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教甄教程◆英文題庫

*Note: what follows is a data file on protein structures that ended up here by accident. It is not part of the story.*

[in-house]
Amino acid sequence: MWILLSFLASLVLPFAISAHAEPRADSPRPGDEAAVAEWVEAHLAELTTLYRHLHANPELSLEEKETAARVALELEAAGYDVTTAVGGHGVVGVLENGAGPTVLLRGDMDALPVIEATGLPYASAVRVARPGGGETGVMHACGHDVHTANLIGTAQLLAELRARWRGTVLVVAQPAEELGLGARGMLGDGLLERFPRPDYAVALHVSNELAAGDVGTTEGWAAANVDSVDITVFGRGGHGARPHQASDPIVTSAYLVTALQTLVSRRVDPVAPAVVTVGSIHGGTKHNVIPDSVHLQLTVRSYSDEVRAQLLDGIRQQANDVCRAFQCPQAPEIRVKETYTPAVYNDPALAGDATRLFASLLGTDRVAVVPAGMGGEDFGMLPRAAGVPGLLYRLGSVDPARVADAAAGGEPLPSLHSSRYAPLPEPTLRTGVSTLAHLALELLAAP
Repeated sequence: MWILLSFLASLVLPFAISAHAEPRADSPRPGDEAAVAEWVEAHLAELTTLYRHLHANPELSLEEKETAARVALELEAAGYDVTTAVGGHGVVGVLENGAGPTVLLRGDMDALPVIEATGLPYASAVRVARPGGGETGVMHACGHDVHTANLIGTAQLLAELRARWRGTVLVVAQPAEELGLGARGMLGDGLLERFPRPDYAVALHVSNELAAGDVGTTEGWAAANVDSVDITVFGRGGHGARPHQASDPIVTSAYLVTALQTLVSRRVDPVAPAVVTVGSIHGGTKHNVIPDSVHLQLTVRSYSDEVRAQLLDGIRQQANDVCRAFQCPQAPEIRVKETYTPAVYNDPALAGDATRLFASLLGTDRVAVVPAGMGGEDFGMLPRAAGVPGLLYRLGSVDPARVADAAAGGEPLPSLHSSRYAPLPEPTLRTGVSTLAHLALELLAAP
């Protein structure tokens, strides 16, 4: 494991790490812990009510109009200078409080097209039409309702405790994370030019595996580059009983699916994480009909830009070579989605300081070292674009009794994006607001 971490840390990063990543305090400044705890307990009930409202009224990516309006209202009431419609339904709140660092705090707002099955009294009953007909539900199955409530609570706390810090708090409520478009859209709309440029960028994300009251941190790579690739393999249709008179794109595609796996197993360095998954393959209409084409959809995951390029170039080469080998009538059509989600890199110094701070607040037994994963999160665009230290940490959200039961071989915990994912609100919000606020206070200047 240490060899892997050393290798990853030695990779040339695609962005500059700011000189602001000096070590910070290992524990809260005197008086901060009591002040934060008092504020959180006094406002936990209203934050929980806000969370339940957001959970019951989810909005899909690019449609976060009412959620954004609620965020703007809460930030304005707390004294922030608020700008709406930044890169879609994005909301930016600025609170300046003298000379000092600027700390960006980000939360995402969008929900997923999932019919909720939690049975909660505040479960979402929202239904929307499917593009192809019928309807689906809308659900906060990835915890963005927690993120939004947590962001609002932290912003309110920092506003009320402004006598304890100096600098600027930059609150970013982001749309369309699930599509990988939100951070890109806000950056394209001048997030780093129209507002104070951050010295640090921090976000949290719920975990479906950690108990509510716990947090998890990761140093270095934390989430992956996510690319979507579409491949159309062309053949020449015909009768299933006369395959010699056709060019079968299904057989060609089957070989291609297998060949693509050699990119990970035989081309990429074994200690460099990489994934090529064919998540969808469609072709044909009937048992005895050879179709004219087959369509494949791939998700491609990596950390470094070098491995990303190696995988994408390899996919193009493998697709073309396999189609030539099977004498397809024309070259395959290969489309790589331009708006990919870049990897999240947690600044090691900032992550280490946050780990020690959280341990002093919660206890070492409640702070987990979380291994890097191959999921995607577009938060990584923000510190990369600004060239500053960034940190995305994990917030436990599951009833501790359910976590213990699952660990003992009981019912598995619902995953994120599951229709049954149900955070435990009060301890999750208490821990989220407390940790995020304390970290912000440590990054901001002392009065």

【非選題】VI. 試題評鑑 15% (將文章改寫成 100 字以內適合高三生的 5 題克漏字,要含選項) Confronting a bully can be difficult, online or off. But a new study may suggest an alternative: Bystanders might be more willing to step in to help, its author says, if they’re able to do so without standing up to the bully directly. For their study, Kelly P. Dillon, a graduate student in communication at Ohio State University, and Brad J. Bushman told 241 undergraduates they would be testing an online chat program. But during the “test,” the person supposedly charged with monitoring the chat began insulting one of the participants (who was actually a member of the research team). Only 10.4 percent of subjects directly intervened to address the insults — by, for instance, asking the chat monitor, ‘‘How are you being helpful at all right now?” A total of 68 percent, however, intervened indirectly, by giving the monitor or the chat program itself a bad evaluation. “So many anti-bullying and anti-harassment intervention programs are ‘if you see something, say something,’ and this experimental data tells us that that’s a pretty high threshold,” Ms. Dillon explained. “There are so many other ways that people can intervene.” She mentioned that the messaging app Yik Yak allows users to “down-vote” posts (that is, to express their disapproval by clicking a “down” arrow). After five down-votes, the post is removed — all without anyone having to say anything to an offensive poster directly. “My data suggests the more indirect ways you can give people to intervene, the more likely it would be for them to intervene.” People may be afraid of judging others directly online because it may impact their own reputation, said Mihaela van der Schaar, a professor of electrical engineering at U.C.L.A. who has studied reputation on social networks. And they may prefer to express disapproval for a particular behavior, rather than for a person. “If there is the opportunity to differentiate between rating the particular behavior” and rating the user, “that may help,” said Dr. van der Schaar. Dr. van der Schaar noted that social networking companies may not necessarily want to institute systems for rating and regulating behavior — their business models may depend on high numbers of users, and they may have no reason to ensure those users behave well. But companies that do want a rating system to prevent bad behavior should build one that allows “for differentiating ratings of different types of behaviors, rather than just one value for the entire individual.” And, she said, the goal should be to “encourage free speech yet give the opportunity to people to sanction a particular behavior without being afraid that they themselves may be negatively impacted.” Indirect intervention could also be valuable in school settings, said Jaana Juvonen, a psychology professor at U.C.L.A. who has studied bullying. Often, “kids don’t want to get involved in these situations,” she said. “Deep inside they feel for the victim or the target, but there is not enough of an impetus” to do something. ~ 5 ~ 國立臺中第二高級中學 104 學年度第一次教師甄選 英文科試題 請填寫准考證號碼 ________________ But students who don’t want to confront a bully may still be able to help the target of bullying. Research shows that having just one friend can mitigate the ill effects of bullying, Dr. Juvonen said. No one is exactly sure why this is, she added, but “I personally suspect that it’s the small things.” During an incident of bullying, “the friend may not do anything right then and there, but when they walk away from that situation the friend just sort of puts their hand on the shoulder of the target.” It may be helpful to teach kids, she said, “how the smallest acts of kindness, something that they may think is totally trivial, may go a long way.” People are sometimes reluctant to intervene when they see someone being bullied because of “a misperception of what the norm is,” she added. “When nobody says and does anything publicly,” she explained, we’re led to believe that everyone’s on the side of the bully “and nobody’s feeling for the victim.”

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